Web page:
- Bare minimum hardware requirements
- RAM: 1 GB
- Disk: 250 GB
- Recommended minimum hardware requirements
- RAM: 4 GB
- Disk: 1 TB
- potential production hardware requirements
- RAM: 64 GB
- Disk: Many TB of 15,000 RPM RAID
Start with an installation of Ubuntu (10.04) Lucid Lynx Server for your hardware architecture. Add the LAMP server and SSH server during installation. Once installed, this can be run as a headless server with neither monitor nor keyboard. So ssh to the new box, and let's get started.
Update operating system
Get Ubuntu updates. Yes, you just installed Ubuntu, but it has been getting security and bug fixes. Use this to bring your system up to data as of right now.
sudo apt-get update
sudo apt-get upgrade
Get some system tools
We'll need subversion to get the latest updates from OpenStreetMap and other places. Munin makes pretty pictures of activity on the server. I like screen. htop is neat-o.
sudo apt-get install subversion autoconf screen munin-node munin htop
Organize the file system a bit
mkdir src bin planet
Get the latest
planet - OpenStreetMap data file
planet file is published approximately each week. The mirror and archives of the
planet files are here. In March 2010 the planet file was about 8.2GB in length. If you are not interested in the entire planet you can choose to download an extract file instead.
Facing an 8.2GB or larger download, this is an excellent time to consider using screen if you haven't used it before. Screen allows you to operate several terminal windows through one ssh connection. And more. Have a look this screen tutorial [Link removed.] if you haven't used it before. Or wait for your download to complete, or use another ssh session to continue.
Prepare the postGIS database
Use the PostGIS extensions to postgresql for all sorts of geographical goodness. Install the postGIS and prerequisites.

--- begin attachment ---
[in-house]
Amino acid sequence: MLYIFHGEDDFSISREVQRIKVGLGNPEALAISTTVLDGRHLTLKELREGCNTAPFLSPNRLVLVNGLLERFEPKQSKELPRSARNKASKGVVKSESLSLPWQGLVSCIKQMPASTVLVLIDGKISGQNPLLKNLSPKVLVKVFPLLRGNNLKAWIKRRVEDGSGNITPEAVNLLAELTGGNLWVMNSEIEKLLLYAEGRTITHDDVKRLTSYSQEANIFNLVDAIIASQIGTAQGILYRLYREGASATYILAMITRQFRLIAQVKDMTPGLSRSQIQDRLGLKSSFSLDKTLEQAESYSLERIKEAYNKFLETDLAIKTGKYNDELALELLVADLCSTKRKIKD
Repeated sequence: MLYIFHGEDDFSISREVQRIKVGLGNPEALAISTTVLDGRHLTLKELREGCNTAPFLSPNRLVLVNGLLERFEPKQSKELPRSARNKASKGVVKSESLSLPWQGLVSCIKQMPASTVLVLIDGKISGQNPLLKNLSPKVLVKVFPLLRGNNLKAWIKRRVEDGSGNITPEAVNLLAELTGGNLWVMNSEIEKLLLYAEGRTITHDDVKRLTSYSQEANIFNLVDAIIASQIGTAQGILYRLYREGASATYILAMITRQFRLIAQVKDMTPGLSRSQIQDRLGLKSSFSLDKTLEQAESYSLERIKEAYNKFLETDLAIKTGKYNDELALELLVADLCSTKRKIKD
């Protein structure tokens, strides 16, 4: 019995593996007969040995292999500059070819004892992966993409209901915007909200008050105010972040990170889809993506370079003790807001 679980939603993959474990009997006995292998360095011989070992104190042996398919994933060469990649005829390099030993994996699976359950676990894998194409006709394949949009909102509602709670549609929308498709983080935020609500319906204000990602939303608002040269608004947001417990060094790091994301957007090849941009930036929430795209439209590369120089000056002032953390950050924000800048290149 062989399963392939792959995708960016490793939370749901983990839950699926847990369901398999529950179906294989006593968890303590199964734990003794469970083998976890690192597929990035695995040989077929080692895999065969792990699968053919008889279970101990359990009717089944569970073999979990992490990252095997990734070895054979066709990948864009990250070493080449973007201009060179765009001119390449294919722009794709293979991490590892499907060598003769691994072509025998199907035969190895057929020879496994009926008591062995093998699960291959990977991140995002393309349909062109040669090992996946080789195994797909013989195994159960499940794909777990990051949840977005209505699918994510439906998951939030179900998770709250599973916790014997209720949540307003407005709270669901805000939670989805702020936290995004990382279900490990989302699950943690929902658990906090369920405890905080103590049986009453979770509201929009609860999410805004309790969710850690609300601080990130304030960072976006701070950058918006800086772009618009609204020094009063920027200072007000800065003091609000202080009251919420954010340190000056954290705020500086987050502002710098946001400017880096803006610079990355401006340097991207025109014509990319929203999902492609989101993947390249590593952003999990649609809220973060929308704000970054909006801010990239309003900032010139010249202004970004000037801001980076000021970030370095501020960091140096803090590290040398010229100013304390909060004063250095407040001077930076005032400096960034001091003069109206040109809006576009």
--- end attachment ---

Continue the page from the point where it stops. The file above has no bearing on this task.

sudo apt-get install postgresql-8.4-postgis postgresql-contrib-8.4
sudo apt-get install postgresql-server-dev-8.4
sudo apt-get install build-essential libxml2-dev libtool
sudo apt-get install libgeos-dev libpq-dev libbz2-dev proj
Install osm2pgsql from the repository
The latest version of osm2pgsql has the most goodies, so we'll use that rather than a package.
svn co http://svn.openstreetmap.org/applications/utils/export/osm2pgsql/
Configure the PostGIS database
edit /etc/postgresql/8.4/main/postgresql.conf in four places. These changes help with the large quantities of data that we are using.
shared_buffers = 128MB # 16384 for 8.1 and earlier
checkpoint_segments = 20
maintenance_work_mem = 256MB # 256000 for 8.1 and earlier
autovacuum = off
Edit kernel parameter shmmax to increase maximum size of shared memory.
sudo sysctl -w kernel.shmmax=268435456
sudo sysctl -p /etc/sysctl.conf
Restart postgres to enable the changes
sudo /etc/init.d/postgresql-8.4 restart
It should restart as above.
* Restarting PostgreSQL 8.4 database server ...done.
Create a database called
gis. Some of our future tools presume that you will use this database name. Substitute your username for
username in two places below. This should be the username that will render maps with mapnik.
sudo -u postgres -i
createuser username # answer yes for superuser
createdb -E UTF8 -O username gis
createlang plpgsql gis
Set up PostGIS on the postresql database.
psql -f /usr/share/postgresql/8.4/contrib/postgis-1.5/postgis.sql -d gis
This should respond with many lines ending with
... CREATE FUNCTION COMMIT ... DROP FUNCTION
Note: recent change requiring a new path to postgis.sql, is now reflected above.
Substitute your username for
username in two places in the next line. This should be the username that will render maps with mapnik.
echo "ALTER TABLE geometry_columns OWNER TO username; ALTER TABLE spatial_ref_sys OWNER TO username;" | psql -d gis
# Should reply with
ALTER TABLE ALTER TABLE
Set the Spatial Reference Identifier (SRID) on the new database.
psql -f ~/bin/osm2pgsql/900913.sql -d gis
Should reply with
INSERT 0 1
Load planet into the database with osm2pgsql
Your planet file will have a different date. Use an extract file if your interest is limited to a smaller portion of the planet. This operation will take 30 hours or longer. It is very I/O intensive and you can speed it up with very fast disks.